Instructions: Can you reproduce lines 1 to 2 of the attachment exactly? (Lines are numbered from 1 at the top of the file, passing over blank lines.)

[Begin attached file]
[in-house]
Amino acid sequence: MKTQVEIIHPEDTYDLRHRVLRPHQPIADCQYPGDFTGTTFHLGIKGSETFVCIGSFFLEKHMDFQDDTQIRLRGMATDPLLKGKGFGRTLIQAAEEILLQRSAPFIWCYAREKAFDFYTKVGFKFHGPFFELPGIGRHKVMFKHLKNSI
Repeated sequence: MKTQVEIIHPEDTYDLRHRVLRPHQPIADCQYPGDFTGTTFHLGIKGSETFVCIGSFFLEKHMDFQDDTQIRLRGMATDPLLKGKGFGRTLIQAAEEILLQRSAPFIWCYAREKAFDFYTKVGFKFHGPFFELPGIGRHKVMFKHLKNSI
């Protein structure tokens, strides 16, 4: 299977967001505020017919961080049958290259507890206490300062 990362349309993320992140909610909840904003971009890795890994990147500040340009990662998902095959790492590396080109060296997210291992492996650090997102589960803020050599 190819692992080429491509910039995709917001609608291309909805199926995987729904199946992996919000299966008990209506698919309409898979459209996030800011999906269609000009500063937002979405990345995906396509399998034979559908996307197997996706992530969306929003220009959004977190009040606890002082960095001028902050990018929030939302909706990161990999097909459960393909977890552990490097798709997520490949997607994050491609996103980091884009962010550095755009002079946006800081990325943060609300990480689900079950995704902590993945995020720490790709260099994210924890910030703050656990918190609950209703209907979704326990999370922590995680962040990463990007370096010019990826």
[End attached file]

[in-house]
Amino acid sequence: MKTQVEIIHPEDTYDLRHRVLRPHQPIADCQYPGDFTGTTFHLGIKGSETFVCIGSFFLEKHMDFQDDTQIRLRGMATDPLLKGKGFGRTLIQAAEEILLQRSAPFIWCYAREKAFDFYTKVGFKFHGPFFELPGIGRHKVMFKHLKNSI